New filling material for bone defects

Scientists from Tokyo Medical and Dental University have discovered a new type of bone repair material that could be used to more precisely repair bone defects.

TSUKUBA, Japan, June 27, 2022 – (ACN Newswire) – Ceramics and metals have been used for some time as structural materials to repair bones and joints. In the past, scientists have designed materials that are bioinert, which do not bind directly to bone; bioactive materials that can bind to bone; and bio-absorbable materials which are classified as bioactive materials but which are absorbed by the body over time and are replaced by the advancement of bone tissue.

Today, a fourth type of bone repair material has been discovered: a biosensitive ceramic that interacts with an enzyme present in the blood to be absorbed by the body at a precise and predictable rate.

The research was carried out by Taishi Yokoi, an associate professor at the Institute of Biomaterials and Bioengineering at Tokyo Medical and Dental University, and his colleagues. The study was published in May in Science and Technology of Advanced Materials.

“Extending healthy life expectancy is an important issue for all of us,” Yokoi says. “Bone repair materials aid in the recovery of bone defects and help improve quality of life.”

At the heart of this discovery is a biological reaction: an enzyme called alkaline phosphatase (ALP), which is present in human serum and reacts with various phosphate esters to generate a bone mineral called hydroxyapatite.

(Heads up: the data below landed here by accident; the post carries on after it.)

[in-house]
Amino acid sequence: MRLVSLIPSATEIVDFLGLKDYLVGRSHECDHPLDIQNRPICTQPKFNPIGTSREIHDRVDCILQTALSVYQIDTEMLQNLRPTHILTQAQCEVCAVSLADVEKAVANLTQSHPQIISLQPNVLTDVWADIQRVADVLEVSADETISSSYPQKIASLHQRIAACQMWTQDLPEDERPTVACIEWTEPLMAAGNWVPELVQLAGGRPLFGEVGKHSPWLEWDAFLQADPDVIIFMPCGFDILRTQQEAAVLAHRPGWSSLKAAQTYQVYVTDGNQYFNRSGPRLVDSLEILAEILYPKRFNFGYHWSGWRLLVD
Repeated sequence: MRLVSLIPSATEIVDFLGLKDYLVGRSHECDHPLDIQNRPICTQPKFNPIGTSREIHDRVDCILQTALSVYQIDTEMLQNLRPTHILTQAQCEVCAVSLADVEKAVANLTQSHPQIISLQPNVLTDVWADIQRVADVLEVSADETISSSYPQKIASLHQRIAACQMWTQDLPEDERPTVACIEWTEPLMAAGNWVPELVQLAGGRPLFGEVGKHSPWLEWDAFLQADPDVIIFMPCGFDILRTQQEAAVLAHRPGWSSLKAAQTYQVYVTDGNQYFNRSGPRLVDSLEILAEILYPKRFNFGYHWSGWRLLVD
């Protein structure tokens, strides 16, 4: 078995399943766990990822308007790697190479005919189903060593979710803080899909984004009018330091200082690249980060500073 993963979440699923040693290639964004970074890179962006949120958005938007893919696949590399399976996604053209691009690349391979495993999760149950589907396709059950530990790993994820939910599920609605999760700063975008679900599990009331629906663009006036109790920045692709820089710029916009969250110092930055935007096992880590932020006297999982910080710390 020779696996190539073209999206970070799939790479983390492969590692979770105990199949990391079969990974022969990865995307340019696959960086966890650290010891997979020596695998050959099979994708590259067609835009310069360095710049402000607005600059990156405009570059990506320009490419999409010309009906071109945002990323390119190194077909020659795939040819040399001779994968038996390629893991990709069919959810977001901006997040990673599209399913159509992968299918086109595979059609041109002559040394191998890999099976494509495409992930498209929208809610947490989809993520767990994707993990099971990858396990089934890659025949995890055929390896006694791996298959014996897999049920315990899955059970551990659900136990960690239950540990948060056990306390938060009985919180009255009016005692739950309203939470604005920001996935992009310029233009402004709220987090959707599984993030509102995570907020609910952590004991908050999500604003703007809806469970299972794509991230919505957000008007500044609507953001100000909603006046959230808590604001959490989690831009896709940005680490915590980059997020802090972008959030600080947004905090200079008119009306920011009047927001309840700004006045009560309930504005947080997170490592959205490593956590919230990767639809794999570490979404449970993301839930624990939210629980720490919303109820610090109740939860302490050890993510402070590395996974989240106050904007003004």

The scientists mimicked this process using a simulated bodily fluid that contained the ALP enzyme. They placed four different salts in a simulated body fluid that either contained or lacked the ALP enzyme. The salts were calcium salts of methyl phosphate (CaMeP), ethyl phosphate (CaEtP), butyl phosphate (CaBuP) and dodecyl phosphate (CaDoP). The phosphate component of each of these salts has an alkyl group at its end – a chain made up of hydrogen and carbon atoms – of different lengths.

The scientists found that the first three salts were converted to hydroxyapatite, but only in the presence of ALP. Interestingly, the length of the alkyl group on the phosphate ester determined the rate at which this reaction occurs. With more research, scientists think it could allow for better control of the bone healing process in the body.

“We hope that the results of this study will be applied to the design and development of new bone repair materials with precisely controlled degradation and resorption rates inside the body,” Yokoi says.

More information
Taishi Yokoi
Tokyo Medical and Dental University
Email: [email protected]

Research paper:

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Press release distributed by Asia Research News for Advanced Materials Science and Technology.

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